10.0 (skippable) intro
More than a year I know. At least you can't say I'm spamming your inbox like a bot (I'm not cool enough to be that).
Not much has changed: time went by and I spent it as always: wasting it on the internet looking at funny memes and unfulfilling attempts at prototypes. Joined R/GA. Studied a bit of data - took a pretty intense (for a math challenged person like me) MIT course on data science and an University Of Illinois one on data visualization - which were interesting for several reasons (like: the vastness of the topic, the dystonia between online chatter and true application, the intellectually dishonest ways in which data get used to build personal "klout" - insert hipster irony here).
The upside: it kept me busy and I didn't write anything. The downside: it made me think and now I'm writing. Oh well.
10.1 actively resisting truth
I've been trying hard to avoid references to the highly flawed, self-defined democratic process that brought us the presidency of the Tweeting Maniac, and the behind-the-scene mayhem of false news propagated by media platforms who claim are not news companies (but they really are, as they've begrudgingly started to acknowledge) - although tangential pieces like kraft rejecting 85% of impressions for quality concerns, do you trust big data? try googling the holocaust or advertisers wasted over £600m on non-viewable ads last year were kind of building traction towards that. Then Wired, the technobible, came to my rescue.
Every since I renewed my subscription, Wired has been - literally - bombing me with offer mails to subscribe. Which is not exactly what you expect from a company who writes about technology and data quite often. That made me think (also as always, thanks to Dan Hon) about how flawed the "unsubscribe" process is (I unsubscribed from the first, but other mails were seemingly coming from different Wired mailing lists), and generally how impossible it is becoming to say no to a process.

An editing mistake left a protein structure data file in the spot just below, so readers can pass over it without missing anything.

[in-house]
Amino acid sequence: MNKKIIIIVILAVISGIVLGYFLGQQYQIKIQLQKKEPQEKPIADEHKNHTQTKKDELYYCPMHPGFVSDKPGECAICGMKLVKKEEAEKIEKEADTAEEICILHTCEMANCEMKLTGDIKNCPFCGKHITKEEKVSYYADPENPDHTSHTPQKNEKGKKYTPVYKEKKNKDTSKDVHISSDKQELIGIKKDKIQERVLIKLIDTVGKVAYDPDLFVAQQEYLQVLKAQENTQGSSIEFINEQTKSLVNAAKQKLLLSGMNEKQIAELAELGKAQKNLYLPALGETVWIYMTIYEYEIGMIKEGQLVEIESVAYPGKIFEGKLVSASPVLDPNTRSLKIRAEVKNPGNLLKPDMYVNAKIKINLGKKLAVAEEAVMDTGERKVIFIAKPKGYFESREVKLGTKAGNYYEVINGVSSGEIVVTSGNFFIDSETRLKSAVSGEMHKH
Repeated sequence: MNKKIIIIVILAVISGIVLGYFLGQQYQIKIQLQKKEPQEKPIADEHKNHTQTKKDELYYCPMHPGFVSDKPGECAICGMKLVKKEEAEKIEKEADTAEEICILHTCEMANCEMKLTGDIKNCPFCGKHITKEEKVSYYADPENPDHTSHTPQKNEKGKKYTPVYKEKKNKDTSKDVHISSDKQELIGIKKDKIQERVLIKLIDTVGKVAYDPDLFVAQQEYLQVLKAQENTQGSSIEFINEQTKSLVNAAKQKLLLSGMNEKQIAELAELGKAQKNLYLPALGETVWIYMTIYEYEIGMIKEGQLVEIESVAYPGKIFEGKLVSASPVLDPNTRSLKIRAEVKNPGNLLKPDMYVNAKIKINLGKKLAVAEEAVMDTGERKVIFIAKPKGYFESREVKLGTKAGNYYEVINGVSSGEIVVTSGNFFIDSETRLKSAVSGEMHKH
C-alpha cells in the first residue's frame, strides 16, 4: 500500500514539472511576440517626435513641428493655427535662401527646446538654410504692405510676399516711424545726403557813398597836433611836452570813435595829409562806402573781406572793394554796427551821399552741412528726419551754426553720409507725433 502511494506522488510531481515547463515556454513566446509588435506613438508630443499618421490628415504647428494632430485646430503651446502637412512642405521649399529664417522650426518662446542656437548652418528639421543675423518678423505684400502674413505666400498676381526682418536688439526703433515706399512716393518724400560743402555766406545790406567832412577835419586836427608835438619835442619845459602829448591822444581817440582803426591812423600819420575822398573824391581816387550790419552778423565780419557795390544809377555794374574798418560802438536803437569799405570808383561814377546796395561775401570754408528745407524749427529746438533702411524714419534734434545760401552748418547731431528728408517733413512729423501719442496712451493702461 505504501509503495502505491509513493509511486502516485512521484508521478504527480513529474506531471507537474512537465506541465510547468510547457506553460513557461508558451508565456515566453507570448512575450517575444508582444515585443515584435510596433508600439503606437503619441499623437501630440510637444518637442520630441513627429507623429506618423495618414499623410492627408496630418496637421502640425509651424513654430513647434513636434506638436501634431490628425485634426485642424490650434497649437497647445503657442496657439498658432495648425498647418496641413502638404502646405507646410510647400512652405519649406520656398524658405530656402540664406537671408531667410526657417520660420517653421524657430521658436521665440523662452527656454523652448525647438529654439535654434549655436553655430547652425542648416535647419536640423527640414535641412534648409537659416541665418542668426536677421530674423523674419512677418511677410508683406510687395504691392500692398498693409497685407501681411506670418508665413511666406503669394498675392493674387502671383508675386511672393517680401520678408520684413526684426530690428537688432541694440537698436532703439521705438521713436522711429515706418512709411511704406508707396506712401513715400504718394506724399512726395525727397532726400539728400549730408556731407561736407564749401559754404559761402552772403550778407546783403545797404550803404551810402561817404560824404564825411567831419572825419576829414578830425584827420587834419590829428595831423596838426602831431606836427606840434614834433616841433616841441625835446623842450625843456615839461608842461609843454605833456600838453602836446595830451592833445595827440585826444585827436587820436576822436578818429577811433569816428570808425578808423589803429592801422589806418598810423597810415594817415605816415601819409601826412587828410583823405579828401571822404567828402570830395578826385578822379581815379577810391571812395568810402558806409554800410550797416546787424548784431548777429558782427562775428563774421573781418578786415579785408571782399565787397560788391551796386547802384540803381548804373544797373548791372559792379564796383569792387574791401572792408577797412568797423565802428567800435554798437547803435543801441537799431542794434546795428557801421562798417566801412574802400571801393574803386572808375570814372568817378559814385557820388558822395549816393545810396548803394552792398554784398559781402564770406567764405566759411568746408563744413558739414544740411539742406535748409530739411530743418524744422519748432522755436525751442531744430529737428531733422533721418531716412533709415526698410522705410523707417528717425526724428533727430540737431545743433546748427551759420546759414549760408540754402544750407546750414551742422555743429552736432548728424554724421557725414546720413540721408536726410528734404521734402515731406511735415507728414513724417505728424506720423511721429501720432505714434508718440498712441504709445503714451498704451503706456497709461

Think applications that ask you to review a certain function, with only options available being yes or maybe later. They do so because let's face it, being on the end receiving of a no is a massive moodkiller - and possibly a liability to shareholders, which is where you don't want to be in our short-term economy. But deciding upstream what to measure and what not to, is also a massive limitation to what can be learned and how these learnings impact design.
The point is: yes we might have a gazillion data points but which ones are any relevant? On top of that, we just touched data creation here, without even touching the downstream part - the actual data point selection - which again might bring us back to the Tweeting Maniac and how he bases his tourettic outburts on secondary sources (Breitbart) despite being the man who has access to the best sources in the US.
Which leads to a kind of big question (for whom I have no answer, as always): how actively do we resist truth, in data points selection? And how systemic this approach is?
10.2 human flaw as persistent variable
This truth-resistant design (in actions which generate data) is not just necessarily limited to modal dialogues like the app example above. It can happen anywhere, even at algorithm level. Because, again, humans.
An algorithm is a sequence of unambiguous instructions. Unambiguous meaning that there should no room for subjective interpretation. But who decides the variables analyzed? As Cathy O'Neil puts it, algorithms are opinions formalized through math. They can predict outcomes based on variables that we decide to be correct, emphasis on subjectivity.Which kind of contradicts the “no room for subjective interpretation” bit above. And aren’t we suckers for consistency?